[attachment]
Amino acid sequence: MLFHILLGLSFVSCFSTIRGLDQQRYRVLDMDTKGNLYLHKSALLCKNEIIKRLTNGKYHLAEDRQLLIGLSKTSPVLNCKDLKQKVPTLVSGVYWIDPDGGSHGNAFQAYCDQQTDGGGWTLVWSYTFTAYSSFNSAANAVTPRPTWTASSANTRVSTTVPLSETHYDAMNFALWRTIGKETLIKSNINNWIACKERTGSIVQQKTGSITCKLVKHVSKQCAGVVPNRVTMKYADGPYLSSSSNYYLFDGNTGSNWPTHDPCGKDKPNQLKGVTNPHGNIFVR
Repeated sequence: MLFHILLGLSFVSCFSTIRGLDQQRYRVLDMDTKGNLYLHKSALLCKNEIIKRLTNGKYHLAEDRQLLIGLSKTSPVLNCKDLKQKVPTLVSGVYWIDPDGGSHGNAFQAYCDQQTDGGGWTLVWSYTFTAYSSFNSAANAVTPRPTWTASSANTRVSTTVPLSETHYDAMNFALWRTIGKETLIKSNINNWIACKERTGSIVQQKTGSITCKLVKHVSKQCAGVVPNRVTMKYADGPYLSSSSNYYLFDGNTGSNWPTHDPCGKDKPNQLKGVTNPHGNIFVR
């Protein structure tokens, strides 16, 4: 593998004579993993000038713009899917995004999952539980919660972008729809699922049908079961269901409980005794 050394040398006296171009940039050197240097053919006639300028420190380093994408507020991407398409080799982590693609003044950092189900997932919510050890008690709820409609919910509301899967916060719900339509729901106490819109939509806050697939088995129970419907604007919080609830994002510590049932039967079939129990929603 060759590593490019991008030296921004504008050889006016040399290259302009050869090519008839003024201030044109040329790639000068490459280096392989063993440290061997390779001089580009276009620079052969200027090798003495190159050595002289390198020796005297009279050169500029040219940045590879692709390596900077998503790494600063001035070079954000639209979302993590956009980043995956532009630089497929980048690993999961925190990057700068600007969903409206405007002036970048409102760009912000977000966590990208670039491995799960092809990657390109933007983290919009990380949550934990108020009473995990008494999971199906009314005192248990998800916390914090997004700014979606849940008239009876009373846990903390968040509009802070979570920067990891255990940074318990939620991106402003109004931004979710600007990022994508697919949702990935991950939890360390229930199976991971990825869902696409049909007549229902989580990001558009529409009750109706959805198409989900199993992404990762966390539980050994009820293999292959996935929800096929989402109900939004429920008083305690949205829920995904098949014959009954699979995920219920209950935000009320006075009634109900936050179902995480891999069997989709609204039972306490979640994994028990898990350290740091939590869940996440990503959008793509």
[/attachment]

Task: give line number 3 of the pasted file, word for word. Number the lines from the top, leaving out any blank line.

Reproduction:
């Protein structure tokens, strides 16, 4: 593998004579993993000038713009899917995004999952539980919660972008729809699922049908079961269901409980005794 050394040398006296171009940039050197240097053919006639300028420190380093994408507020991407398409080799982590693609003044950092189900997932919510050890008690709820409609919910509301899967916060719900339509729901106490819109939509806050697939088995129970419907604007919080609830994002510590049932039967079939129990929603 060759590593490019991008030296921004504008050889006016040399290259302009050869090519008839003024201030044109040329790639000068490459280096392989063993440290061997390779001089580009276009620079052969200027090798003495190159050595002289390198020796005297009279050169500029040219940045590879692709390596900077998503790494600063001035070079954000639209979302993590956009980043995956532009630089497929980048690993999961925190990057700068600007969903409206405007002036970048409102760009912000977000966590990208670039491995799960092809990657390109933007983290919009990380949550934990108020009473995990008494999971199906009314005192248990998800916390914090997004700014979606849940008239009876009373846990903390968040509009802070979570920067990891255990940074318990939620991106402003109004931004979710600007990022994508697919949702990935991950939890360390229930199976991971990825869902696409049909007549229902989580990001558009529409009750109706959805198409989900199993992404990762966390539980050994009820293999292959996935929800096929989402109900939004429920008083305690949205829920995904098949014959009954699979995920219920209950935000009320006075009634109900936050179902995480891999069997989709609204039972306490979640994994028990898990350290740091939590869940996440990503959008793509």